In our engagements with RBA, the management team was led by a consultant called Mr. Moumakwe throughout but was kicked out at the CCMA by the Commissioner knowing his background and the alleged fraud and corruption he committed while working for CCMA previously. At the negotiations, SAMWU demanded 17% increase whilst RBA offered 6% across the board. 2nd mandate from workers was 13%, for employees in Grade A to Grade C. and 6% for Grade D upwards, but RBA moved to 6.5% across the board. 3rd SAMWU workers mandate came up with 11% for workers in terms of the Grade A to C and Grade D upwards 6.5%. RBA offered 9% for employees on Grade A to C and 7% for Grade D upwards.

 

 

While still in negotiations, RBA management asked for caucus break, on their return they said their principal mandate is 8% across the board and they can never offer more than that. That is when we reached the deadlock and sought CCMA’s intervention. At the CCMA RBA didn’t want to move on their stand point, as a result we were granted certificate to go on strike. The strike took two days whereby RBA called us to renegotiate and the outcome was that we settled for 8%, that they will allow employees to join SAMWU medical aid scheme, salary increase will be revisited based on the performance of the economy by June 2010 also housing allowance will be looked into by June 2010, RBA will not retrench in the next 12 months, employees with low salaries will be assisted, intimidation and victimization of SAMWU members by managers will stop.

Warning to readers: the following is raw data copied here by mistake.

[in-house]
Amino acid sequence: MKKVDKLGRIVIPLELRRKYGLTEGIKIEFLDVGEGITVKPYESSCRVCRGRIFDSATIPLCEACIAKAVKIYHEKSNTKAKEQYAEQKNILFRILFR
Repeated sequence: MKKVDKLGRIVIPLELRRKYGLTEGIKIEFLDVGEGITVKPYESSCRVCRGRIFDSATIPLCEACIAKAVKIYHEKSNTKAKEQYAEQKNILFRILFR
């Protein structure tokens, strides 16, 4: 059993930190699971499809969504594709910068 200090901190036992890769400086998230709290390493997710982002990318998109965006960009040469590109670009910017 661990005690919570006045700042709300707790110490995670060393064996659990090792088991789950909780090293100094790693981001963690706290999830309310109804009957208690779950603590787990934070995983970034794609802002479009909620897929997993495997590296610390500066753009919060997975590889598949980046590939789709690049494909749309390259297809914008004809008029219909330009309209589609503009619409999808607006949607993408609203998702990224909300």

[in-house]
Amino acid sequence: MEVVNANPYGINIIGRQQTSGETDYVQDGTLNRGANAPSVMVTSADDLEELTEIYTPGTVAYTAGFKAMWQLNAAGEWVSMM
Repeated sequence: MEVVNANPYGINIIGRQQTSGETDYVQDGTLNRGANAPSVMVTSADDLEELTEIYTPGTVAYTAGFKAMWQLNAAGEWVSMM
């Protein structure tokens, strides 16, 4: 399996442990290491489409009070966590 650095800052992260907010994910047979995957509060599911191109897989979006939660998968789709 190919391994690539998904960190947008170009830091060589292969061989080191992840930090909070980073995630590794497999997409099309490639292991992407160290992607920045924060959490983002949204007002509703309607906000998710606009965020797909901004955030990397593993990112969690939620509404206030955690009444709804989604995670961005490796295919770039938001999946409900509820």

Mogono is robbed of a gallant, humble servant

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Mogono youth found it strange that the late Tshepo Mputle, a tireless social and community activist, succumbed to a mysterious headache, at the time that the Mogono Community and the Mputle Family are opposing the Royal Bafokeng Nation’s (RBN) court application at the Mafikeng High Court. It is not strange to some, as another senior Councillor pointed out, that Tshepo had recently developed an ‘uncooperative’ tendency within the RBN Council, staging walk outs in some Council meetings he was not happy with.